Monday, April 1, 2024

Sifoddling Along


By Marilyn Carnell

Re-learning about The Civil War

         Last month I wrote I was writing a novel set in the Civil War in southwest Missouri. I was continuing in that task and was speeding along when I bumped my nose against a basic reality. Research. Historical fiction requires a LOT of research. It isn’t enough to trust your memories of stories told by your grandparents. To be credible, it is necessary to stick to the facts unless you tell the reader that you have taken liberties with geography or that some episodes are fictional. I recall being annoyed when reading a novel set in 1812 where the lady slept in a “queen-sized” bed and wore bloomers. Both were invented long after 1812, a couple of factoids I had stored in my brain.

         You may recall that the book is about a young woman, Bonnie Faye Doolittle, left alone in a cabin on Big Sugar Creek in 1861 when her Papa, a doctor, enlisted as a surgeon in the Confederate Army. Her fiancé, Julius Roberts, also enlisted, but he opted to join a company in Wisconsin, his home state. This left her frantic with fear for both of them. Although she was not present at any battle, her home became a place where unexpected and unwanted visitors passed through–bushwhackers and soldiers from both the North and South, stopped by to seek, supplies to liberate, information or pass the time with a beautiful young woman.

         In writing about the early 1860s I found I had to look up details that I casually wrote about in my first draft. The first was when the heroine heard a gunshot and assumed it was a young boy shooting a squirrel with a .22 rifle. Better look that up, I thought. Smith & Wesson’s first firearm was a .22 short pistol first sold in 1857, but it wasn’t until 1887 that the J. Stevens Arms & Tool company produced the .22 long rifle we know today. Therefore, I changed it to “she heard the distant crack of a rifle.” Safe enough.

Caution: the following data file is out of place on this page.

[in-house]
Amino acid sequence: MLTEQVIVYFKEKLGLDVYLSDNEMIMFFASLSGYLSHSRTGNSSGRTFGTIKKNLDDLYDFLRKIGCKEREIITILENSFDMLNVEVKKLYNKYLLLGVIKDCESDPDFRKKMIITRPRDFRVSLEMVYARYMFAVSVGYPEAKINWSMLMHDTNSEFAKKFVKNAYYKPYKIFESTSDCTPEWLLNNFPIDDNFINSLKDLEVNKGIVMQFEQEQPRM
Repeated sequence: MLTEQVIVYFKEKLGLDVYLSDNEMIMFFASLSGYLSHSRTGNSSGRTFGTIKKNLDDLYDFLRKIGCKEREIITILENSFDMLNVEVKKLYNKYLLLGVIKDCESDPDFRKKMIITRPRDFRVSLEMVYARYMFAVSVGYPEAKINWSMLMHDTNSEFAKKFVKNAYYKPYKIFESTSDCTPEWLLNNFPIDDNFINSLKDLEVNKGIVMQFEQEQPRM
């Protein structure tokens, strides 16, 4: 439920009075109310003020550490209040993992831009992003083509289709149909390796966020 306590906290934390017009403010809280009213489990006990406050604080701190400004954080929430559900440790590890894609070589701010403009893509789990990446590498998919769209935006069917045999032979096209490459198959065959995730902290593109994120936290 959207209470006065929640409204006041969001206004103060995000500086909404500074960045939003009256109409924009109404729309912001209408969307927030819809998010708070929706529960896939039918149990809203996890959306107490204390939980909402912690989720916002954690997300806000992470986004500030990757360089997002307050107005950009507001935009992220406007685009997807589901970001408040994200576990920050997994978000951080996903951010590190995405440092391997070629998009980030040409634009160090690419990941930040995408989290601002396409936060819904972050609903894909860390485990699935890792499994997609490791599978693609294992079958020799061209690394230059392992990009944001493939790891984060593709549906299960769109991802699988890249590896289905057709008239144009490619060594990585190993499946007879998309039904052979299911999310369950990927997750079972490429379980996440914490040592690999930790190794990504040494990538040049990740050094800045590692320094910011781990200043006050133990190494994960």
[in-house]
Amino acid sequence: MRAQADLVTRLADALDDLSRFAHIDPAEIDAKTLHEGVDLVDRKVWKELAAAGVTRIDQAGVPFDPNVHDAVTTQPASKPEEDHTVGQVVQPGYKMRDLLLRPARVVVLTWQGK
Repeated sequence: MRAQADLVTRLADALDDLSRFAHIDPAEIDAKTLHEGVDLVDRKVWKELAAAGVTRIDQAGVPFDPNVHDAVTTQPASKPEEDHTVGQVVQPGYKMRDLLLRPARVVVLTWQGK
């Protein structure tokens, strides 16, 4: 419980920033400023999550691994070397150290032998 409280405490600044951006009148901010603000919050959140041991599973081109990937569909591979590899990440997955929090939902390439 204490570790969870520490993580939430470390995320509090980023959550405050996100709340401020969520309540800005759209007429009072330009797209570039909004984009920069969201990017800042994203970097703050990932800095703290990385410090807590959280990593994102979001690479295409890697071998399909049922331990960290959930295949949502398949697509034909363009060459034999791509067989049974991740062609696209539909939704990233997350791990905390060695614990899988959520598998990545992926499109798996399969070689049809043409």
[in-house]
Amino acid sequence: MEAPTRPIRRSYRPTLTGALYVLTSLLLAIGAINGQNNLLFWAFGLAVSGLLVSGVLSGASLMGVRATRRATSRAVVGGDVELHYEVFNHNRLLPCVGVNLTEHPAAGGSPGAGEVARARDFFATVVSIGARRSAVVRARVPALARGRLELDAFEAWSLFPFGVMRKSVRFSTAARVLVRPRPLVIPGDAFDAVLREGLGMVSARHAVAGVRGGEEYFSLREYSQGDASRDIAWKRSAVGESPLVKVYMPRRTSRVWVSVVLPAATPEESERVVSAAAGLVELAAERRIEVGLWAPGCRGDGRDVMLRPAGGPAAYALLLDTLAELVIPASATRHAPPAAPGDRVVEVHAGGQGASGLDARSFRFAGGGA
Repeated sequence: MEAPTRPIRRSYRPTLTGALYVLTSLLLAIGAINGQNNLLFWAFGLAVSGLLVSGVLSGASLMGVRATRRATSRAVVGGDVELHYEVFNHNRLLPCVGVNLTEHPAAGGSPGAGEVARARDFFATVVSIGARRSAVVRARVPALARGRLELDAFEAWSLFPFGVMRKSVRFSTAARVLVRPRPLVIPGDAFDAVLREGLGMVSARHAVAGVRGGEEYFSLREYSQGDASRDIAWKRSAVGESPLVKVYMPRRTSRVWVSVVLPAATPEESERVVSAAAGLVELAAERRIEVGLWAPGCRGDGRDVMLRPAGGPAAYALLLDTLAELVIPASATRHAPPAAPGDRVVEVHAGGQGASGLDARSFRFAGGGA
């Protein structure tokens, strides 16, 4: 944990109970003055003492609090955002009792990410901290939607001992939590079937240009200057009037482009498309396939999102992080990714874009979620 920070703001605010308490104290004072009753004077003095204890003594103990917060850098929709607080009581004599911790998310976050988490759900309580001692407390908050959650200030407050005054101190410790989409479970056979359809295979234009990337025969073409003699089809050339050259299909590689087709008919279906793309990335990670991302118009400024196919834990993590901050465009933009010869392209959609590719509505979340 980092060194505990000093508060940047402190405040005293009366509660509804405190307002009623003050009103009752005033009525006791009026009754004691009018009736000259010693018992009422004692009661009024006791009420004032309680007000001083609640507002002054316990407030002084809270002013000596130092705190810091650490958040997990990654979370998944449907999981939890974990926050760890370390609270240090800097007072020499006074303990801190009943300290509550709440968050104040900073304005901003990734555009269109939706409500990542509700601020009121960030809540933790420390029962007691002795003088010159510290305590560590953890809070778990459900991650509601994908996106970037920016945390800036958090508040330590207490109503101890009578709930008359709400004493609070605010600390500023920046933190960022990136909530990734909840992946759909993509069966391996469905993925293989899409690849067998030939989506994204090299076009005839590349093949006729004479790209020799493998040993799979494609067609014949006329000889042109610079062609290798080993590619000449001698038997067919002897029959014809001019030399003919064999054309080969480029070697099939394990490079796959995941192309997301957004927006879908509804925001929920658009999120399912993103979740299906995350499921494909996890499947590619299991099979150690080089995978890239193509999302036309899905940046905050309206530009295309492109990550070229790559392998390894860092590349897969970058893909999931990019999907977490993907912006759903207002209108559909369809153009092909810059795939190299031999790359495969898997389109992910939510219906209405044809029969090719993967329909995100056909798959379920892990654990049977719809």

Then I decided she had to have a dog. Easy peasy. She would have a smart border collie that guarded and protected her and her farm. Better check that, I thought. Most dog breeds were brought to the U.S. from other countries. Sure enough, “sheepdogs” were not brought to the U.S. in any number before 1890.

         I was talking with a friend and she suggested a “mountain cur”. A breed I had not heard of before. Yes, they were in the U.S. in 1861 and before that Daniel Boone was one of the breeders. They are a rare breed today but were essential to early settlers. They were used for guard duty, protection, and hunting.

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         Now I am hooked on looking up details and am not willing to stop looking things up on the internet, I also am looking for books and diaries about that time. My bookshelves are creaking with additions from “Gangrene and Glory” to “Bushwhackers, Visions, Star Crossed Lovers. I never know where I will find a tidbit of information that captures my attention, nor do I know whether these little “facts” will make it to the final revision, but for now I am entertained by learning them and I hoped you will enjoy them, too.

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